Bharatnet is a flagship project of the government of India, funded by Universal Service Obligation Fund (USOF), with an aim to provide high speed broadband connectivity to all Gram Panchayats and extension to their villages across India. The network infrastructure under the Bharatnet project is a national asset and accessible on a non-discriminatory basis to all eligible service providers to enable them to provide services in rural areas.

The government expects to realise Rs 35,100 crore through monetisation.

Power generation

The energy use is projected to grow rapidly to fuel economic development, urbanisation and improved electricity access. India’s growing per capita consumption of energy, calls for huge investments in the sector for installation of new capacities and upgradation of existing ones.

The total installed capacity of power generation sector in India was 382 GW as on April 30, 2021. The private sector share in installed generation capacity is 47 per cent. Out of the total installed capacity of 382 GW, about 97.5 GW is in the central sector and under central PSUs as on April 30, 2021. 

Bulk of this capacity is coal and gas based. Based on estimates, the share of central sector agencies according to the nature of fuel is as follows: 

• Coal – 74 per cent

• Gas – 9 per cent

• Hydro – 15 per cent

• Renewables – 3 per cent.

Various central sector entities such as National Hydroelectric Power Corporation Ltd. (NHPC), National Thermal Power Corporation Ltd (NTPC), Satluj Jal Vidyut Nigam Ltd (SJVNL) and NLC India Ltd (Neyveli Lignite Corporation Ltd) under the ministry of coal hold this asset base.

The government aims to garner Rs 39,832 crore through monetisation.

The assets considered for monetisation aggregate to 6 GW. Out of which, about 3.5 GW is from hydel assets and about 2.5 GW is renewable energy assets which includes solar and wind.

Natural gas pipelines

India is the third-largest global energy consumer, after China and the US. India’s primary energy requirement is met through a mix of oil and coal, with natural gas forming a 6 per cent share of the energy mix. As part of its environmental agenda, the government aims to increase the share of gas to 15 per cent by 2030.

Natural Gas Pipeline Infrastructure connects various gas sources to different gas markets to meet the existing/ future natural gas demand of various power, fertilizer, CGD and other industries in the country. 

The gas pipeline infrastructure has facilitated widespread industrialisation and has brought significant socio-economic changes to different parts of the country.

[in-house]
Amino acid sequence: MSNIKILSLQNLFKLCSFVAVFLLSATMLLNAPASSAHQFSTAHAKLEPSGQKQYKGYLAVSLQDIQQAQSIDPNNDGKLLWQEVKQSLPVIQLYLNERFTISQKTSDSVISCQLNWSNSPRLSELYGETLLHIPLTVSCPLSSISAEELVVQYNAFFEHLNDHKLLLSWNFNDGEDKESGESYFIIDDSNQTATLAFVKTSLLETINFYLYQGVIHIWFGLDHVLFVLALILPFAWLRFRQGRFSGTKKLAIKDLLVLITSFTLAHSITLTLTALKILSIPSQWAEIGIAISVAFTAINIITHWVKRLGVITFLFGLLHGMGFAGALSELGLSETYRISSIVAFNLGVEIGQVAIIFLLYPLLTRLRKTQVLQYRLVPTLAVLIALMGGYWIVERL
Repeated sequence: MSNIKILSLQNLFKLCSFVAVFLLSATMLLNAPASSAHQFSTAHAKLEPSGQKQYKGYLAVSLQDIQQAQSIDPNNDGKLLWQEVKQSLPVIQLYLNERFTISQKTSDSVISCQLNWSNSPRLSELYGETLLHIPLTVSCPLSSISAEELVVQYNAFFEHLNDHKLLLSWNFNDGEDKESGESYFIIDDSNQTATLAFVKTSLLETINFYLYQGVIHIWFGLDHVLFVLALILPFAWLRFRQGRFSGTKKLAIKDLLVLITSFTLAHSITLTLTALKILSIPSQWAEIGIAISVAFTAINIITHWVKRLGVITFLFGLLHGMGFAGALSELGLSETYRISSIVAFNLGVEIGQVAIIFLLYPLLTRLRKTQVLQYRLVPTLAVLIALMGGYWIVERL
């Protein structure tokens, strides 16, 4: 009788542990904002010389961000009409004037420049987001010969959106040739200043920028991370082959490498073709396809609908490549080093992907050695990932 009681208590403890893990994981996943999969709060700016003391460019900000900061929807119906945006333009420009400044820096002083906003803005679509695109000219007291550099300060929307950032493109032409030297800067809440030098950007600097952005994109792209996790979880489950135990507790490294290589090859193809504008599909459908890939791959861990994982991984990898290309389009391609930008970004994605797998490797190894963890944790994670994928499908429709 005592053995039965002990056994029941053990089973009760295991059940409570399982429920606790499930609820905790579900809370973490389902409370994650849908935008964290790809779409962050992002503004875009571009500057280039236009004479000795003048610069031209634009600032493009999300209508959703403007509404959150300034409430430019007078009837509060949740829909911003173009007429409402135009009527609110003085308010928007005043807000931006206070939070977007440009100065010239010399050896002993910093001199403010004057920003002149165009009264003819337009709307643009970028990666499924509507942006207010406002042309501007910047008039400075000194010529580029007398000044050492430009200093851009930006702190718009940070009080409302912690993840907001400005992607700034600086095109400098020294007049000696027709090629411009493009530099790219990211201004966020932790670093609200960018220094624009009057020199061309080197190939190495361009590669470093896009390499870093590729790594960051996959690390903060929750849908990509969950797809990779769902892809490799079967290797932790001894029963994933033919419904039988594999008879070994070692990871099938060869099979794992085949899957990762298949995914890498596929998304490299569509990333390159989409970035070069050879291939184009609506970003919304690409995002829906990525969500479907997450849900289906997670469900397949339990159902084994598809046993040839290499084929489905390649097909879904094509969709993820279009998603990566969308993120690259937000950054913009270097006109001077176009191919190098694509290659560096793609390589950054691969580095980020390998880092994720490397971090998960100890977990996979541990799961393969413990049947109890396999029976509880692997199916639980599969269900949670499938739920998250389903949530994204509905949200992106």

The operational network of natural gas pipelines in India spans about 16,900 km with a design capacity of 400 million metric standard cubic meters per day (MMSCMD). An additional 18,363 km of natural gas pipeline network is approved/under construction. Hence, the natural gas grid of India is estimated to expand to 35,263 km in the next three to five years.

GAIL, as a major gas pipeline operator, has contributed to the growth and development of natural gas pipeline infrastructure and natural gas market. It has an existing gas pipeline network of 13,389 km with a capacity of 204 MMSCMD.

Monetising 8,154 kms of natural gas pipelines is estimated to give Rs 24,462 crore. 


The total potential asset base considered are the operational product and LPG pipelines operated by the central sector entities, namely Indian Oil Corporation Ltd (IOCL), Hindustan Petroleum Corporation Ltd (HPCL) and Gas Authority of India Ltd (GAIL). 

The operational product and LPG pipelines in India are 17,432 km, including: 

1) 43 product pipelines extending to 14,063 km

2) 6 LPG pipelines extending to 3,369 km.

The assets considered for monetisation are petroleum product/ LPG pipelines of 3,930 km. Out of this, 3,196 km are product pipeline assets and 733 km are LPG pipeline assets.

The government aims to garner Rs 22,503 crore crore through monetisation. 


The potential asset base considered for monetisation under warehousing assets consists of storage depots, warehouses under the central sector agencies, Food Corporation of India (FCI) and Central Warehousing Corporation (CWC), with both entities operating under the aegis of Department of Food & Public Distribution.

Existing storage capacity with FCI and other agencies for central pool stocks as on April 1, 2020 is 755 Lakh Metric Tonne (LMT). Out of this, 412 LMT is available with FCI and 343 LMT with the state agencies. 

CWC operates 422 warehouses with a total operational storage capacity of 109.72 LMT. This includes custom bonded warehouses, container freight stations, inland clearance depots, air cargo complexes, etc.

Out of the FCI available asset base, about 175 LMT will be monetised.